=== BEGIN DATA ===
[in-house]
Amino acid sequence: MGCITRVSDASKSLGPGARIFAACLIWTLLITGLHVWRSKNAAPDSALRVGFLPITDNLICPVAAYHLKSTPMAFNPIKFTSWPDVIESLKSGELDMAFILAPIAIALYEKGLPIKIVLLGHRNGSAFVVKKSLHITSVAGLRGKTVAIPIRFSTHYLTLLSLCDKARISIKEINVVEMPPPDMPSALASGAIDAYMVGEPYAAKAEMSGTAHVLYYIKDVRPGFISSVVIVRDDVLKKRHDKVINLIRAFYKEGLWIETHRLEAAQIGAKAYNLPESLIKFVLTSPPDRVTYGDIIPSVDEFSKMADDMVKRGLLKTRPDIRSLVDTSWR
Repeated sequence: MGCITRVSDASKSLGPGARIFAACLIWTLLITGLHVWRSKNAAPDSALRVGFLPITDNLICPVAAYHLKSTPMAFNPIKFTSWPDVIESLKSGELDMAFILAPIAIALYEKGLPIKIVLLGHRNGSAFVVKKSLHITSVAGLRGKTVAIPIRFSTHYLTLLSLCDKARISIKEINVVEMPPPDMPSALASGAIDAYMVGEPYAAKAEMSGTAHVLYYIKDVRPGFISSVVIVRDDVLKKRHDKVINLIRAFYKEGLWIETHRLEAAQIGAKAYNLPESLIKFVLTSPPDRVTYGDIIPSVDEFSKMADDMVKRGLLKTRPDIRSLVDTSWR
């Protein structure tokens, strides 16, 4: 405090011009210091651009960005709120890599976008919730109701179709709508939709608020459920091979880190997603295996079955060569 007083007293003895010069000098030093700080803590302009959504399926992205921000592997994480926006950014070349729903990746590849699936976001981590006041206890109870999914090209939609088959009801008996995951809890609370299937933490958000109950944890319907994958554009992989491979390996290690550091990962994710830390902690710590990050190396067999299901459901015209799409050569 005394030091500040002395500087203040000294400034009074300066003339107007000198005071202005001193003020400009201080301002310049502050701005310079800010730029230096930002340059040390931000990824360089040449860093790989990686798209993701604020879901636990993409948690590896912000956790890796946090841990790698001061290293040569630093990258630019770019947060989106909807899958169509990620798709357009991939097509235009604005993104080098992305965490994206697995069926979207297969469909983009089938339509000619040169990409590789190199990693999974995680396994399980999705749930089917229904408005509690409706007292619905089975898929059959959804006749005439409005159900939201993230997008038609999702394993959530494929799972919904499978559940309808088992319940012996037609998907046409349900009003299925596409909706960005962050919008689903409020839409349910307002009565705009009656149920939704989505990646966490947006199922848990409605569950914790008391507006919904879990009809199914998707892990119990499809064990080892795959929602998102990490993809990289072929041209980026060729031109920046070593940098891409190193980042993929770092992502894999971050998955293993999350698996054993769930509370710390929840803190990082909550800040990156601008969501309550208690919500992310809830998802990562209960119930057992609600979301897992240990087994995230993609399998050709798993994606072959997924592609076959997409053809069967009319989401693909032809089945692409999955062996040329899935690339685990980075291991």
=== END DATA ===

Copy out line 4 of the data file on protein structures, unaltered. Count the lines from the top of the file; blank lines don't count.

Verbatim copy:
């Protein structure tokens, strides 16, 4: 405090011009210091651009960005709120890599976008919730109701179709709508939709608020459920091979880190997603295996079955060569 007083007293003895010069000098030093700080803590302009959504399926992205921000592997994480926006950014070349729903990746590849699936976001981590006041206890109870999914090209939609088959009801008996995951809890609370299937933490958000109950944890319907994958554009992989491979390996290690550091990962994710830390902690710590990050190396067999299901459901015209799409050569 005394030091500040002395500087203040000294400034009074300066003339107007000198005071202005001193003020400009201080301002310049502050701005310079800010730029230096930002340059040390931000990824360089040449860093790989990686798209993701604020879901636990993409948690590896912000956790890796946090841990790698001061290293040569630093990258630019770019947060989106909807899958169509990620798709357009991939097509235009604005993104080098992305965490994206697995069926979207297969469909983009089938339509000619040169990409590789190199990693999974995680396994399980999705749930089917229904408005509690409706007292619905089975898929059959959804006749005439409005159900939201993230997008038609999702394993959530494929799972919904499978559940309808088992319940012996037609998907046409349900009003299925596409909706960005962050919008689903409020839409349910307002009565705009009656149920939704989505990646966490947006199922848990409605569950914790008391507006919904879990009809199914998707892990119990499809064990080892795959929602998102990490993809990289072929041209980026060729031109920046070593940098891409190193980042993929770092992502894999971050998955293993999350698996054993769930509370710390929840803190990082909550800040990156601008969501309550208690919500992310809830998802990562209960119930057992609600979301897992240990087994995230993609399998050709798993994606072959997924592609076959997409053809069967009319989401693909032809089945692409999955062996040329899935690339685990980075291991």